Employment numbers get a lot of attention in the weekly news cycle because they represent a leading indicator for the country's economic performance. But what do these numbers mean to foodservice? This week we take a look at the bigger jobs picture and the foodservice industry's response. 

The first employment number out this week was ADP's estimate of new jobs. The payroll processing company put the number of new jobs in May at 135,000, which was below expectations. The company said 58,000 of the new jobs came from employers with less than 50 employees. ADP revised their estimate of new jobs in April down slightly 113,000 from 119,000.

Next, the U.S. Bureau of Labor Statistics (BLS) reported that first-time jobless claims were at 346,000, a decline of 11,000, for the week ending May 31. The less volatile 4-week average of claims hit 352,500, an increase of 4,000. This stat is a hard number based on actual claims filed and reported by the states rather than an estimate based on a survey. While some observers see a positive trend, the claims numbers have been remarkably consistent this year and are higher than they were before the recession. Probably the best thing that can be said is that layoffs do not appear to be on the rise.

And that brings us to what the Wall Street Journal calls "Jobs Friday" when the BLS reports. The BLS estimated that the economy created 178,000 private sector jobs in May while government organizations lost 3,000 jobs for a net gain of 175,000. The unemployment rate stayed relatively flat increasing to 7.6 percent from 7.5 percent in April.

Again, some optimistic observers look at this and other data and contend that the employment picture is improving, albeit slowly. Others see a darker picture. For example, the BLS report states that the number of unemployed persons remained at 11.8 million in May. The report also projects that there were 780,000 discouraged workers, meaning those who would like to work but don't think they can find a job, which is the same as a year ago.

Looking at the proportion of the population that is working, we find that in 2006, 63.4 percent of the working age population was employed. In July 2011, that number was 58.2 percent and today it is 58.6 percent. Research from the Gallup Organization finds a similar pattern, although their study focuses on the percentage of the population with full-time jobs. A recent Wall Street op-ed points out there are "disincentives" to working including disability benefits (up 13 percent since 2009, and food stamps, up 39 percent since 2009) and extended unemployment insurance benefits.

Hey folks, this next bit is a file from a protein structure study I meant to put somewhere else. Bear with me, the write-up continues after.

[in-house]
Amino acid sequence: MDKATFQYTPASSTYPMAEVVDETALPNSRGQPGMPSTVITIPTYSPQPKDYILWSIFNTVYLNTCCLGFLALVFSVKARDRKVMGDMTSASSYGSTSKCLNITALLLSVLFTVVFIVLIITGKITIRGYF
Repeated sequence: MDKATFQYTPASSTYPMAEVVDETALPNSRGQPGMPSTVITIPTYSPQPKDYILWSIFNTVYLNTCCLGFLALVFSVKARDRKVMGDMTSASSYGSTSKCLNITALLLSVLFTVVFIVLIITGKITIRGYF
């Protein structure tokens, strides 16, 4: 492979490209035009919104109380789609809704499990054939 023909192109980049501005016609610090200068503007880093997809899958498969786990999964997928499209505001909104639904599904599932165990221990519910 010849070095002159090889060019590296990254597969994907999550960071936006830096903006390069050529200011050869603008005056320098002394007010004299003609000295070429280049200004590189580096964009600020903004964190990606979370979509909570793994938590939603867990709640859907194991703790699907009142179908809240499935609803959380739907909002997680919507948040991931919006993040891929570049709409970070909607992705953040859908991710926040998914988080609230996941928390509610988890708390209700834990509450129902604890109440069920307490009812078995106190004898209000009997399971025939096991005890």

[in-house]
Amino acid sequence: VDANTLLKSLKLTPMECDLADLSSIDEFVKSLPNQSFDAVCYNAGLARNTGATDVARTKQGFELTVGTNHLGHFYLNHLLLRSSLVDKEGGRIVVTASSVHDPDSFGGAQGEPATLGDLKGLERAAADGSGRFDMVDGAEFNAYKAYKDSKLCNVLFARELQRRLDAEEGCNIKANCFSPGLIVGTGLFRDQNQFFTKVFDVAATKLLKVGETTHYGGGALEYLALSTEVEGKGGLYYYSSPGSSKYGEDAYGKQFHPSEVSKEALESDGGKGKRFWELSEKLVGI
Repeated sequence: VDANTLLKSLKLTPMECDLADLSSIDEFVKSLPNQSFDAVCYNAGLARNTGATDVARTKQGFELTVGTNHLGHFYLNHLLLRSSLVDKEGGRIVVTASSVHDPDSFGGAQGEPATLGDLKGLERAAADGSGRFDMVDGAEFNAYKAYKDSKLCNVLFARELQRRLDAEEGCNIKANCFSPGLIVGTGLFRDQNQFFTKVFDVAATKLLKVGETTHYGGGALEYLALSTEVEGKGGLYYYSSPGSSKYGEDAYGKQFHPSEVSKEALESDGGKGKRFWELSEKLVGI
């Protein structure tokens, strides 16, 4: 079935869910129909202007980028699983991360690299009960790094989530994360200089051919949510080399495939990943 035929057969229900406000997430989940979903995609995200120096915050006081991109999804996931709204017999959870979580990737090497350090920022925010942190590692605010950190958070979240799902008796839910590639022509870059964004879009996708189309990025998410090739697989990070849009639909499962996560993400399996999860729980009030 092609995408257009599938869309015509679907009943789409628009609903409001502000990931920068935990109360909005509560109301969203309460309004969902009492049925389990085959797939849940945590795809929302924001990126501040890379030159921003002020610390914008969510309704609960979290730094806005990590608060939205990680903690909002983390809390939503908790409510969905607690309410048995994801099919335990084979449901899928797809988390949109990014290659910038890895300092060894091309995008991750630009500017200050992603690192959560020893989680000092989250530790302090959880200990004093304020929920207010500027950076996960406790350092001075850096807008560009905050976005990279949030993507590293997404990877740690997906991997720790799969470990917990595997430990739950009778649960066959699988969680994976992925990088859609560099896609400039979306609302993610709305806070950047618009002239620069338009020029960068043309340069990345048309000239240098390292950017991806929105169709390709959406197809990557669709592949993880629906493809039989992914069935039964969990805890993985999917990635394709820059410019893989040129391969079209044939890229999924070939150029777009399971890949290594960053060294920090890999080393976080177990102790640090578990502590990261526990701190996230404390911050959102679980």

So this means foodservice operators now find it relatively easy to fill openings, even the low-paying, part-time positions. Along those lines, in May foodservice operators added 38,100 jobs on a seasonally adjusted basis, according to the BLS. This represents better than one-fifth of the new private sector jobs created in the month.

Economic News This Week:

  • The Institute for Supply Management's Manufacturing Index dropped into negative territory in May to 49 which was down from 50.7 in April. (A score of less than 50 indicates market contraction.) Production, new orders and employment all fell. The decline is not a steep one and the Index has been in contraction three times since the recovery began but a number of measurements have shown poor performance in the manufacturing segment.
  • The Institute for Supply Management's Non-manufacturing (Service) Index crept up in May to 52.7 from 52.5 in April. New orders were up but the employment component of the Index fell to 50.1 from 52 in April.
  • Factory orders were up 1 percent in April, according to the U.S. Department of Commerce. This slight increase followed a drop of 4.9 percent in March.
  • Productivity for the first quarter of the year was revised downward by the U.S. Department of Labor to being up 0.5 percent from being up 0.7 percent. Worker compensation plunged by 3.8 percent but some economists attribute the drop to businesses moving bonuses and dividends into the last quarter of 2012 to avoid increased taxes. Unit labor costs increased just 1.1 percent in the past 12 months as businesses have controlled cost in part by keeping down wages.
  • Consumer credit rose by $11.1 billion in April with the Federal Reserve attributing most of the increase to non-revolving loans such as car loans, personal loans and student loans. This type of lending increased 6.4 percent. Credit card borrowing grew just 1 percent after dropping 1.3 percent in March. This is the second month in a row that consumer borrowing grew less than projected.
  • May retail sales picked up for many of the major general merchandise and specialty chains, with a number exceeding projections. Warmer weather as well as discount prices received the credit for the sales growth. (I will share the U.S. Commerce Department's sales numbers for retail trade including bars and restaurants in next week's blog post.)